What happens when a toddler takes ADHD medication? My 16-month-old took her brother’s Concerta, a stimulant intended to treat ADHD, and the 24 hours that followed were not pretty. We are not alone — more than 10% of American children have been diagnosed with ADHD, putting plenty of children at risk for accidental overdose of ADHD medications. In the emergency room, I see and care for patients who overdose on ADHD medications. It wasn’t until I lived this reality with my own child that I realized how scary and weird stimulant overdose can be.
If your child may have overdosed on ADHD medication, call 911 or poison control immediately at: 1 (800) 222-1222.
We found her on the counter with the pill box open — that moment of fear, followed by guilt. She had just learned to climb, and we had our son’s Concerta in a pill box that was not childproof. I was working in the pediatric ER when my husband called to tell me what had happened. I consulted toxicology experts and poison control and we had our daughter medically evaluated. Fortunately, we knew she had only taken one pill and, after hours of monitoring, she was found to be safe from the seizures, heart problems and death that can result from Concerta overdose. But the 24 hours that followed her accidental overdose of Concerta were filled with strange and stressful behavior.
Within an hour of her Concerta ingestion, she became quiet, content, and happy to sit and do nothing. By three hours after ingestion, she was moving around and acting like herself again. Bedtime came, and she was not interested in sleep. At about six hours after ingestion, she was staring straight ahead like a zombie and barely blinking her eyes. She was making sucking movements with her mouth and wanted to suck a pacifier even though she had never liked pacifiers before. Midnight passed and she was still awake, sucking her pacifier, content to stare straight ahead and do nothing. By 2 a.m. the sucking stopped and the irritated toddler began to come out. She screamed for several hours, finally falling asleep around 5 a.m. She woke up a few hours later, still clingy and crying a lot. Finally, about 24 hours after her initial ingestion, she fell asleep for a long nap. When she awoke she was back to herself. It took us longer to recover…
We see a lot of kids who overdose on ADHD medications in the pediatric ER — sometimes accidentally, sometimes on purpose. I see teens who take “extra” meds, or stimulants that were not prescribed for them, especially while studying for exams. Often ADHD medication overdose is part of a suicide attempt. Toddlers, like our daughter, can get their little hands on a sibling’s meds. Or sometimes both parents will give a child their medication, unaware that the other parent already administered it.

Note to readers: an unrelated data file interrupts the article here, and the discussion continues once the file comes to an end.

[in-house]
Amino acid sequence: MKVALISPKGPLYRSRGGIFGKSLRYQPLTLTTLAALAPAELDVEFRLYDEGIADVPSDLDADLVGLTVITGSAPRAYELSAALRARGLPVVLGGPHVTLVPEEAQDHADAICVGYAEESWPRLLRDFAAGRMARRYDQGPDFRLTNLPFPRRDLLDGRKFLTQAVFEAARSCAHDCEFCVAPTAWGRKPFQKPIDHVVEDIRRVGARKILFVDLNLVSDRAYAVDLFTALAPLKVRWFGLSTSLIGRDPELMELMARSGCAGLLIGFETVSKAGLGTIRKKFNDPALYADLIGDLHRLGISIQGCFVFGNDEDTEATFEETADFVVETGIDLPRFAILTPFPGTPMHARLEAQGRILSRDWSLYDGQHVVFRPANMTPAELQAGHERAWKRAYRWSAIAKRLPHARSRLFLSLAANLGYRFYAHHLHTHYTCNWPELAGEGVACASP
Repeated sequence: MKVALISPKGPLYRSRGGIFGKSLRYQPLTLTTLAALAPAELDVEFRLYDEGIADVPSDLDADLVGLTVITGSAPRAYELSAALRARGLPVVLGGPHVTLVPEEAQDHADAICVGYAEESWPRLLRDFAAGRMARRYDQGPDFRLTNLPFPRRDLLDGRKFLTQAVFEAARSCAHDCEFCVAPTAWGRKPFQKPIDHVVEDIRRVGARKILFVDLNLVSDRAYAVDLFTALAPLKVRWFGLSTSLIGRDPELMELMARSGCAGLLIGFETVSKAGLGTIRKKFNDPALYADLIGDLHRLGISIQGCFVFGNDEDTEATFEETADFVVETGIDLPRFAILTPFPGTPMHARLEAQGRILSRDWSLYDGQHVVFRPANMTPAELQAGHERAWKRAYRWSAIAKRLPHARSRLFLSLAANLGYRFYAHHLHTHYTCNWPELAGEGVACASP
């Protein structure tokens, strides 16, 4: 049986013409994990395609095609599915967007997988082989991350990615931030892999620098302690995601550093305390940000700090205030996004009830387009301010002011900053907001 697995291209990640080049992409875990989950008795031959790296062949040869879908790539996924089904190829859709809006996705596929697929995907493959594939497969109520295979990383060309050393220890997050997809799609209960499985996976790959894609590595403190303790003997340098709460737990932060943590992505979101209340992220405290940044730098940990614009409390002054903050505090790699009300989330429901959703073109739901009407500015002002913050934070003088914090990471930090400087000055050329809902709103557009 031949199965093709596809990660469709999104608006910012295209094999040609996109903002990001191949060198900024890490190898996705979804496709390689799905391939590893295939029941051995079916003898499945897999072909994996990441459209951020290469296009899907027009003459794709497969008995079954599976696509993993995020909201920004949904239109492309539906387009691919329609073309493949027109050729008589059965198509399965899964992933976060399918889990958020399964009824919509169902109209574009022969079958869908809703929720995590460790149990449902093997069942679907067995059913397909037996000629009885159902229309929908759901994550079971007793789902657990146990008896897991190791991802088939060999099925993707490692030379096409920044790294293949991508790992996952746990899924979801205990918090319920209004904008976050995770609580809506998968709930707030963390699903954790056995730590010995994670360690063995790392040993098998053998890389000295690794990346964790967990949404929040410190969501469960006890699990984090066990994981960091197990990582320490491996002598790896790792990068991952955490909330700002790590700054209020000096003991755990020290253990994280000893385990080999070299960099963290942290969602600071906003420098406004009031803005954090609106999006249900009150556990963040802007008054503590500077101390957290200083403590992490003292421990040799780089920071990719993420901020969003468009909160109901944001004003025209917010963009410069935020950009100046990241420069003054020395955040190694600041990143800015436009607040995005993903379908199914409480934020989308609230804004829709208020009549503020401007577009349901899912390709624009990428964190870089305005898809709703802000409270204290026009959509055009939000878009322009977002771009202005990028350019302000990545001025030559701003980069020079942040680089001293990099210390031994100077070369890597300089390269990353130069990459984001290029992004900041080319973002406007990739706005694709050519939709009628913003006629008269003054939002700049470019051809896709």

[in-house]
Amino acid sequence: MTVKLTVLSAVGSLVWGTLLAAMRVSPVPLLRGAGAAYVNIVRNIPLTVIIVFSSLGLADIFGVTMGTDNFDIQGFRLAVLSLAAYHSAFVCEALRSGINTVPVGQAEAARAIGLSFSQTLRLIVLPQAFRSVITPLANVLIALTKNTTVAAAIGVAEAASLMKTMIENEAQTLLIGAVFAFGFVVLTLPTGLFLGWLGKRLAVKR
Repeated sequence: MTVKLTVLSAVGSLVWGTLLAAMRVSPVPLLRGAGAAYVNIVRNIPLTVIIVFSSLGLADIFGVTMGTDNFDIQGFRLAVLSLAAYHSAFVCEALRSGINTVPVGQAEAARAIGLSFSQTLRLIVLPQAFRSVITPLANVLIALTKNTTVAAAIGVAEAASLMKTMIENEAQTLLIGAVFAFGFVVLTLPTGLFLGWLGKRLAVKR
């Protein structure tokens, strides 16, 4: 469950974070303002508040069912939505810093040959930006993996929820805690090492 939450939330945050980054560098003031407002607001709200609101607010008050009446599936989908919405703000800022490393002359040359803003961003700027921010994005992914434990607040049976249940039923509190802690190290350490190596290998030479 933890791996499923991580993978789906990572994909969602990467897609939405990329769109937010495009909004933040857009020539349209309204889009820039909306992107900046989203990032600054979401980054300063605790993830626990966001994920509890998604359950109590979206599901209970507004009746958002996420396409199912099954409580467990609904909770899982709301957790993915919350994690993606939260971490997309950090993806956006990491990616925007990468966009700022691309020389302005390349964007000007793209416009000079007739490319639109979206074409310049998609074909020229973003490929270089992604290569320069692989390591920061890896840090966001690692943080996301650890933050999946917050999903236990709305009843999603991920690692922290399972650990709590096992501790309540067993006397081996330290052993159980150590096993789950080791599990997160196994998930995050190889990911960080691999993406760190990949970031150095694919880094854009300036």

There are two main groups of ADHD medications: stimulants and non-stimulants. Overdose on either type can be very serious and can cause death. Other times, a single dose of a sibling’s medication may not be something dangerous. A simple call to poison control will answer your questions. If there was a suicide attempt or if your child does not seem well, call 911.
Our daughter’s accidental overdose of Concerta was a wake-up call for us, as parents, to safely store medications:
If you have a toddler:
- Keep all meds in childproof containers, even if they seem inconvenient.
- Think twice about what is truly out-of-reach for your toddler. What you think is out-of-reach will be in-reach before you know it! Meds should also be out-of-sight to avoid temptations.
- Never tell a toddler that medicine is candy.
- Always keep medications in labeled bottles and avoid the temptation to mix meds in one bottle.
If you have a teen:
- Talk to teens about the real risks of ADHD medications and alternative ways to help study and focus.
If you have a child with depression, mental illness, or history of suicide attempt:
- Please keep all your medications in a locked container.
- Get rid of any old medications you are no longer using.
- Please do not keep a gun in your home.
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